All of us are identified – and often judged – on the basis of our language, dialect or accent. The gruesome ‘beheading’ videos recently released by members of Isis were doubly chilling for Londoners, because the executioners in black hoods had unmistakable London accents, and sounded like the young people you hear on the bus on the way to work.

I want to talk about another recent example which has been in the news, and which shows how language interacts with some very practical issues with serious human consequences.

No-one in the UK needs to be told that the issue of immigration has been in the news on a daily basis for the last few weeks or months. Oddly, this is not because of any drastic change in the situation, but principally because the issue has become a populist rallying cry for politicians who, though they might not put it that way, wish to convince British people that they are going to ringfence the country’s wealth for those same British people – and prevent undefined side-effects like ‘overcrowding’ in the process. This ‘promise’ has proved so popular that politicians from all the main parties have jumped on the bandwagon. Despite clear evidence that immigrants in fact contribute positively to the economy, nothing wins votes like telling people they will get a bigger slice of the cake.

The detailed arguments, and the distinctions between different categories of immigrants, become obscured in this rhetorical assault. This is not the place to rehearse them, but there is one category of (potential) immigrants who deserve some special attention: asylum seekers, i.e. people who come to this country because they claim to be in direct danger, or subject to persecution, in their country of origin. Basic humanity dictates that such cases are dealt with quickly and fairly, and that such people are distinguished from, say, economic migrants, who come for a better life but who are not actually in fear of their life.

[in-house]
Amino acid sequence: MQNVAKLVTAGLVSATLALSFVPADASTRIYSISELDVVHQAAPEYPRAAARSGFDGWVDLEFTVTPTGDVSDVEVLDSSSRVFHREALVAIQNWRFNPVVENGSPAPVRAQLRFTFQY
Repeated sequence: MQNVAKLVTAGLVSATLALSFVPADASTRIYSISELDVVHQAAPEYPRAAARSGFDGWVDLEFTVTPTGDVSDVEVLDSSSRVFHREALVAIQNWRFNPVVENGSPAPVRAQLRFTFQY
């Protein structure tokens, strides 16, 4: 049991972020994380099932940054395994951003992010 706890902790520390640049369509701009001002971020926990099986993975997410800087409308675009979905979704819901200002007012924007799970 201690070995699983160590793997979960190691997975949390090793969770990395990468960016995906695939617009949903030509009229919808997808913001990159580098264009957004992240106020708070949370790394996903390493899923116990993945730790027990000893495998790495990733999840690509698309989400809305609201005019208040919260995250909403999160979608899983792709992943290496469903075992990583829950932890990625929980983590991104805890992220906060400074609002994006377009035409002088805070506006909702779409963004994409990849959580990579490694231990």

But how do we decide whether the asylum seeker is to be believed or not? An important aspect of the decision involves finding out where they actually come from. Do they come from South Somalia, for example, in which case it is beyond question that they should be granted protection, or North Somalia, in which case protection is not automatic? Since such people rarely have any documentation when they arrive, linguistic agencies  are employed by the Government to judge their region of origin on the basis of an analysis of their speech. So far, you may think, all well and good – this could be an effective method.

Unfortunately it has now emerged that these agencies employ people who are not qualified to take these specialized decisions, and who in some cases are totally bogus. Amongst other problems, they ignore Lesson 1 in Sociolinguistics, which is that national and regional frontiers rarely coincide neatly with languages; Lesson 2, that in circumstances where they are being judged, people will speak the way they think they are expected to speak, not the way they speak naturally – so in this case, they may try to use a standard or a national language instead of their own dialect; and Lesson 3, which is that each individual has more than one way of speaking, in fact a ‘repertoire’ which may include different registers, different dialects, and different forms of mixed or intermediate varieties. In such a delicate matter, with life or death consequences hanging on the decision, a very high degree of linguistic expertise is required to do this job properly, and several other factors need to be taken into account apart from the linguistic analysis. Imagine the outcry if we employed food inspectors with bogus or insufficient qualifications to vet the food which we import.

If you would like to read more about these issues, the links below may be of interest. And next time you yourself are in some way judged by the way you speak, think of those who are being sent back to war zones, or to face FGM or worse, because a bogus or under-qualified linguistic ‘expert’ decided they did not come from the region they claimed.

Other blog posts by Professor Penelope Gardner-Chloros:

Other blog posts about linguistics:

. 1 comment . Category: Social Sciences History and Philosophy . Tags: , , , , ,